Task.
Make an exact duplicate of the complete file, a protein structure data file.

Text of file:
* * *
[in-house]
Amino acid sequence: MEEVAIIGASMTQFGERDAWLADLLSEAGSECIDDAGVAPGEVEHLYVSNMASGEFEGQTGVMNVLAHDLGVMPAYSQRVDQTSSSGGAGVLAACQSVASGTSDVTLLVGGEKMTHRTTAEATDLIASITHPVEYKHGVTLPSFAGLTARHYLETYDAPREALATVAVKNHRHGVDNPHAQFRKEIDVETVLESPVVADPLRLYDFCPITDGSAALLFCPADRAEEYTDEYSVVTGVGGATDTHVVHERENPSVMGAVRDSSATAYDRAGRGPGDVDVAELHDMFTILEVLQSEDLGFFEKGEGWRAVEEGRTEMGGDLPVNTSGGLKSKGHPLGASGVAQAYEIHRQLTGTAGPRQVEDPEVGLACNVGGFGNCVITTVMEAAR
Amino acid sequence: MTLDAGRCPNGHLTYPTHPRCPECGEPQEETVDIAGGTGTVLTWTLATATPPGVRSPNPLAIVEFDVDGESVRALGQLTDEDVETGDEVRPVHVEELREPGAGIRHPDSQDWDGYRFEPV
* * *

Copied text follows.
[in-house]
Amino acid sequence: MEEVAIIGASMTQFGERDAWLADLLSEAGSECIDDAGVAPGEVEHLYVSNMASGEFEGQTGVMNVLAHDLGVMPAYSQRVDQTSSSGGAGVLAACQSVASGTSDVTLLVGGEKMTHRTTAEATDLIASITHPVEYKHGVTLPSFAGLTARHYLETYDAPREALATVAVKNHRHGVDNPHAQFRKEIDVETVLESPVVADPLRLYDFCPITDGSAALLFCPADRAEEYTDEYSVVTGVGGATDTHVVHERENPSVMGAVRDSSATAYDRAGRGPGDVDVAELHDMFTILEVLQSEDLGFFEKGEGWRAVEEGRTEMGGDLPVNTSGGLKSKGHPLGASGVAQAYEIHRQLTGTAGPRQVEDPEVGLACNVGGFGNCVITTVMEAAR
Amino acid sequence: MTLDAGRCPNGHLTYPTHPRCPECGEPQEETVDIAGGTGTVLTWTLATATPPGVRSPNPLAIVEFDVDGESVRALGQLTDEDVETGDEVRPVHVEELREPGAGIRHPDSQDWDGYRFEPV